Mirai's mode of operation is largely the same as Gafgyt, targeting IoT devices running Busybox, a slimmed-down version of select GNU tools and libraries, usually deployed on small embedded hardware. The trojan also targets only a specific set of platforms, on which IoT devices are usually built.Read more
One day, your thermostat will get hacked by some cybercriminal hundreds of miles away who will lock it with malware and demand a ransom to get it back to normal, leaving you literally in the cold until you pay up a few hundred dollars.
This has been a scenario that security experts have touted as one of the theoretical dangers of the rise of the Internet of Things, internet-connected devices that are often insecure. On Saturday, what sounds like a Mr. Robot plot line came one step closer to being reality, when two white hat hackers showed off the first-ever ransomware that works against a “smart” device, in this case a thermostat.Read more
The national security agency is researching opportunities to collect foreign intelligence — including the possibility of exploiting internet-connected biomedical devices like pacemakers, according to a senior official.
“We’re looking at it sort of theoretically from a research point of view right now,” Richard Ledgett, the NSA’s deputy director, said at a conference on military technology at Washington’s Newseum. Biomedical devices could be a new source of information for the NSA’s data hoards — “maybe a niche kind of thing … a tool in the toolbox,” he said, though he added that there are easier ways to keep track of overseas terrorists and foreign intelligence agents.Read more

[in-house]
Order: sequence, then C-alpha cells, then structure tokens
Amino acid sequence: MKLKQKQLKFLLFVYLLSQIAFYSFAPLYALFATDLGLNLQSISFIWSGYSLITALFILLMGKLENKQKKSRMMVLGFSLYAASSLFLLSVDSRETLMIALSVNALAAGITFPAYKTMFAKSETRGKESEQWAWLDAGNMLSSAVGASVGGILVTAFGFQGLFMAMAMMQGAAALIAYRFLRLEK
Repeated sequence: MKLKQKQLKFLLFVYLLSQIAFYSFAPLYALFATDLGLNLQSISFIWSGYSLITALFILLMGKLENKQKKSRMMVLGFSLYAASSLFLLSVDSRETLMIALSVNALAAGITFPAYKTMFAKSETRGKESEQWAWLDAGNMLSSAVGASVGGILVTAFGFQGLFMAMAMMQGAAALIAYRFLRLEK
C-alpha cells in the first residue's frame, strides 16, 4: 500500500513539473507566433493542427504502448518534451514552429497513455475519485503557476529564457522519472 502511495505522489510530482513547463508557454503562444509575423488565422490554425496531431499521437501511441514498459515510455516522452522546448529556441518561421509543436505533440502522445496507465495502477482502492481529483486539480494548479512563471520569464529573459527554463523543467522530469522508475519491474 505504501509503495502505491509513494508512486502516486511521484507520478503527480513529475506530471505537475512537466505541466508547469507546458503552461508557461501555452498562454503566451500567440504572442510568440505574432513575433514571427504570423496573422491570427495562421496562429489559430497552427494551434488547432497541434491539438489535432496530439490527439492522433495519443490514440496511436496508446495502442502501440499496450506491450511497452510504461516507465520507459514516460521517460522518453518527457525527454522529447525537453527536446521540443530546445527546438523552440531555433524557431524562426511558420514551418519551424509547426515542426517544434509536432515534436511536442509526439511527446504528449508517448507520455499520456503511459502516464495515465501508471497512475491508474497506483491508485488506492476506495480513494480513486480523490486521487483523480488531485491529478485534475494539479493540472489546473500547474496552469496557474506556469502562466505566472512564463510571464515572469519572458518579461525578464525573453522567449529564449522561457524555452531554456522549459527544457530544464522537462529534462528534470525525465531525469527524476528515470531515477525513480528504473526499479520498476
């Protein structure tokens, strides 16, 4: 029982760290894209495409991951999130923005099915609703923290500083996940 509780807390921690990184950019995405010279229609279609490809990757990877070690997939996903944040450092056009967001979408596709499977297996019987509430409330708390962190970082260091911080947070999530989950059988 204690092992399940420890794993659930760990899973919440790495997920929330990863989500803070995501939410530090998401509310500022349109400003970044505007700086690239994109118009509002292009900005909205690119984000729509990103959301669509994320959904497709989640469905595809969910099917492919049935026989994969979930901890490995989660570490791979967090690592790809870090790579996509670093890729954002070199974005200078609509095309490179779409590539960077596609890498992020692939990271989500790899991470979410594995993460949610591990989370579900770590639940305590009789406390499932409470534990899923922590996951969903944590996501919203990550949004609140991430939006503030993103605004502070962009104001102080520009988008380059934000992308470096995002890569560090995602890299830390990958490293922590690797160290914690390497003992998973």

Owners of Fitbit's Aria internet-connected smart scales are being advised to install a firmware patch following the discovery of critical security flaws. Tavis Ormandy of Google's Project Zero was credited with finding the vulnerabilities in the Wi-Fi cyber-scales.
While Fitbit isn't providing specific details on the nature of the flaws, it says that, in general, "critical" issues are those which "if exploited could allow attacker-supplied code to gain unrestricted access and potentially go undetected by the customer." Fitbit is right now pushing out the critical patch, and folks are advised to update their Aria scale firmware as soon as possible to prevent attacks.Read more